Biblical Views: The Value of Methodological Doubt

Ron Hendel Defends Critical Biblical Scholarship

Ron Hendel, the Norma and Sam Dabby Professor of Hebrew Bible and Jewish Studies at the University of California, Berkeley, comes to the defense of critical Biblical scholarship in response to those who disparage it in favor of belief in the inerrancy of scripture, such as evangelical Calvinist philosopher Alvin Plantinga. In critical scholarship, Ron Hendel says, “only a position that survives the scrutiny of methodological doubt can be regarded as reliable.”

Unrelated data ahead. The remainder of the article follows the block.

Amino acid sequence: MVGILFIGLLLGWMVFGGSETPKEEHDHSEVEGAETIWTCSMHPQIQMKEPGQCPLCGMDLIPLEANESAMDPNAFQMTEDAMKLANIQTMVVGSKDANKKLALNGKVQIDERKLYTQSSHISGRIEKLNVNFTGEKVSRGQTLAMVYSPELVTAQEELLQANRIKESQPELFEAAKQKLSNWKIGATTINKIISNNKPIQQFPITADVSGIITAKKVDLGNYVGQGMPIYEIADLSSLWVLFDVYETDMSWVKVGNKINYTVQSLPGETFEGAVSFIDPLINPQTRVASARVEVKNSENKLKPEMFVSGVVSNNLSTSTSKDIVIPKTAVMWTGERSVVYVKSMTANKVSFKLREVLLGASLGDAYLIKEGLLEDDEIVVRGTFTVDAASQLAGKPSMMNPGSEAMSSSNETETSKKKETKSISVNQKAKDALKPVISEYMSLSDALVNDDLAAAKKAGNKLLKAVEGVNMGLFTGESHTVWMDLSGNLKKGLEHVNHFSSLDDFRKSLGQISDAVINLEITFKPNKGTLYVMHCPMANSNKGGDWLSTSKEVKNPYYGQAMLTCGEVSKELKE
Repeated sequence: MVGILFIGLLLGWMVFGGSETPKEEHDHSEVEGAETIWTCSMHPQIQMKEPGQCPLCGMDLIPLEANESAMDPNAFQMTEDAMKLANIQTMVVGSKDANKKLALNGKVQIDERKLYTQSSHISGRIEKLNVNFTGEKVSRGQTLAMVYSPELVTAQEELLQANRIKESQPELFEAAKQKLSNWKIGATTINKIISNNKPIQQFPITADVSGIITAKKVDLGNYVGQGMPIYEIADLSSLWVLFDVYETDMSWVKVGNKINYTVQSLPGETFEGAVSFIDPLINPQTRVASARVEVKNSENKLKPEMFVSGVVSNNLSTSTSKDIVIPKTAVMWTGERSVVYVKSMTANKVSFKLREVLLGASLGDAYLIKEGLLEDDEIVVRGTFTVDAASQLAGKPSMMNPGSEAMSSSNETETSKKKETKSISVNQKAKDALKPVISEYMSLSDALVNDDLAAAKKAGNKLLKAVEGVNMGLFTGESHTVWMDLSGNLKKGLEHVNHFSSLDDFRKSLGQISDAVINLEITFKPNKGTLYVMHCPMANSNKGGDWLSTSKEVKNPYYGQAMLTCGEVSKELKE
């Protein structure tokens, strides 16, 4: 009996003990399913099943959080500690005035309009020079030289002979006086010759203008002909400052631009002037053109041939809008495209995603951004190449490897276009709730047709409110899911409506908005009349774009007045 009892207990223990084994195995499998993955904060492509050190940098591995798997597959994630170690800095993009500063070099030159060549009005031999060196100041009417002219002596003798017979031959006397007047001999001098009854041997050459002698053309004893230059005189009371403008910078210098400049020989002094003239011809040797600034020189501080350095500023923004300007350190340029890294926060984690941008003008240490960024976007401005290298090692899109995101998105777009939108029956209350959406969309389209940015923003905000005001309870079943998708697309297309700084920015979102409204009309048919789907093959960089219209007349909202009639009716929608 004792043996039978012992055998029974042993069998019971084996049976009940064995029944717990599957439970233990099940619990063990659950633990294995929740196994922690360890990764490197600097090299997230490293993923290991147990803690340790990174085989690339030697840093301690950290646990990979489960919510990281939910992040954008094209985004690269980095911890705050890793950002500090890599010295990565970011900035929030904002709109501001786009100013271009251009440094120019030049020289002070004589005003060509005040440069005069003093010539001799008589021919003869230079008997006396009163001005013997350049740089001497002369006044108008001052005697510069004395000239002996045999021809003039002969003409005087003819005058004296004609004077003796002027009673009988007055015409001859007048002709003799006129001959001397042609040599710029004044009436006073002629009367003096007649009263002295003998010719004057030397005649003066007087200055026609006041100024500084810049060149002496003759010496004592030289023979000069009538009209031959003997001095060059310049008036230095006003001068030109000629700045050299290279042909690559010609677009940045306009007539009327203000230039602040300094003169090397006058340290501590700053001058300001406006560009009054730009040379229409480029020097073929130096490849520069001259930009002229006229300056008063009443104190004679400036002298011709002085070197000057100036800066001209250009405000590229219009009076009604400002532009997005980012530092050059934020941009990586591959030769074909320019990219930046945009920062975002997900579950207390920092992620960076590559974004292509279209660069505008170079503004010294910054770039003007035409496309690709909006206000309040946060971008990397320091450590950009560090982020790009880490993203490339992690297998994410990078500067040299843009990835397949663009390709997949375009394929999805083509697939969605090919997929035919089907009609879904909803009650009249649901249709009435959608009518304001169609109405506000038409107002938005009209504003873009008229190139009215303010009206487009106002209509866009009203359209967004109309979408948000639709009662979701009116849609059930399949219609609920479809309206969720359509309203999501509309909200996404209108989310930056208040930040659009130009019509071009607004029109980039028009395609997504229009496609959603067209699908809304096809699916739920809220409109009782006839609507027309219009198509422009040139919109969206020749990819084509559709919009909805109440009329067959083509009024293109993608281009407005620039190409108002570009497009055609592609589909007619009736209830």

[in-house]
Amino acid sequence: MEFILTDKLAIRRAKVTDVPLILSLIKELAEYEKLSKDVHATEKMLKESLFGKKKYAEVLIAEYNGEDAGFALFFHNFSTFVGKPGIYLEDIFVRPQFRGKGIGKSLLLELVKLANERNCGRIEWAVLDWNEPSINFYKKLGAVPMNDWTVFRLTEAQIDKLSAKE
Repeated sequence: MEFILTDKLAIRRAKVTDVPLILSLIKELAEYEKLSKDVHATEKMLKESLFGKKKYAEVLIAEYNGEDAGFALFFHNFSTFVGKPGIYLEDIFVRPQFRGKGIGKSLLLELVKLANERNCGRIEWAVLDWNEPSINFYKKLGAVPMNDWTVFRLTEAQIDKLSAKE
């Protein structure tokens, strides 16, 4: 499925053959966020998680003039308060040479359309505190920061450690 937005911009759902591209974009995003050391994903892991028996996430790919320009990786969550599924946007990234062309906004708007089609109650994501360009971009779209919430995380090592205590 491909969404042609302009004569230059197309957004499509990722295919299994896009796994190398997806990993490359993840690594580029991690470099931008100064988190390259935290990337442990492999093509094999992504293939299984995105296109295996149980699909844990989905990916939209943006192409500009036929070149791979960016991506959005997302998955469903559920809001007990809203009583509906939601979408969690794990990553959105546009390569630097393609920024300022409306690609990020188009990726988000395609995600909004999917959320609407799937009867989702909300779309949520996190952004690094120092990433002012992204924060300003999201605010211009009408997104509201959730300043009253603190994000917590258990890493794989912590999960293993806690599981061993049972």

What’s the use of critical Biblical scholarship? If you asked evangelical Calvinist philosopher Alvin Plantinga, he’d probably say “not much.” He compares the endeavor to mowing the lawn with nail clippers. Instead he believes only in the inerrancy of scripture, trusting that the Holy Spirit will reveal everything one needs to understand the Bible. Ron Hendel, on the other hand, the Norma and Sam Dabby Professor of Hebrew Bible and Jewish Studies at the University of California, Berkeley, believes that critical Biblical scholarship and the methodological doubt that accompanies it are valuable tools for understanding and appreciating the Biblical text. Unlike the certainty that accompanies Plantinga’s belief in the inerrancy of scripture, the questioning of authority and tradition that comprises methodological doubt can ultimately lead to greater clarity and more solid faith, Hendel says. “Only a position that survives the scrutiny of methodological doubt can be regarded as reliable, and even then it is subject to future testing.”